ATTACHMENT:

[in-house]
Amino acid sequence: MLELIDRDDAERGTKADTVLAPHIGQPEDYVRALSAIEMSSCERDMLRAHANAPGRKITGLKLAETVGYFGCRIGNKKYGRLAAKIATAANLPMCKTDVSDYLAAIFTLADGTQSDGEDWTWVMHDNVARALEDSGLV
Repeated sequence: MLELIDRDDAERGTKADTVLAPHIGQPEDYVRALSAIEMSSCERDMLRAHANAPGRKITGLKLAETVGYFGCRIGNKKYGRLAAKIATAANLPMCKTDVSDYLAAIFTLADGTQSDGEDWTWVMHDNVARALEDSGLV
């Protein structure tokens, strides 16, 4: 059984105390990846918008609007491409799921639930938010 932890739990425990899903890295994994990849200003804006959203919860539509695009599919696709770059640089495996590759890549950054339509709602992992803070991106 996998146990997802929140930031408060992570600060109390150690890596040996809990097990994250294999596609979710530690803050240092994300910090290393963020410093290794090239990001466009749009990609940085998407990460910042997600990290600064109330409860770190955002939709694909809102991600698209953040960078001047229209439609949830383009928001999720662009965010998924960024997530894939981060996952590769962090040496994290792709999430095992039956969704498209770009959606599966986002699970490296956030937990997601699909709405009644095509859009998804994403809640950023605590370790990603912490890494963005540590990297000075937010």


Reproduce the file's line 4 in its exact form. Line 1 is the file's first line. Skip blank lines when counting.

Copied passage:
């Protein structure tokens, strides 16, 4: 059984105390990846918008609007491409799921639930938010 932890739990425990899903890295994994990849200003804006959203919860539509695009599919696709770059640089495996590759890549950054339509709602992992803070991106 996998146990997802929140930031408060992570600060109390150690890596040996809990097990994250294999596609979710530690803050240092994300910090290393963020410093290794090239990001466009749009990609940085998407990460910042997600990290600064109330409860770190955002939709694909809102991600698209953040960078001047229209439609949830383009928001999720662009965010998924960024997530894939981060996952590769962090040496994290792709999430095992039956969704498209770009959606599966986002699970490296956030937990997601699909709405009644095509859009998804994403809640950023605590370790990603912490890494963005540590990297000075937010």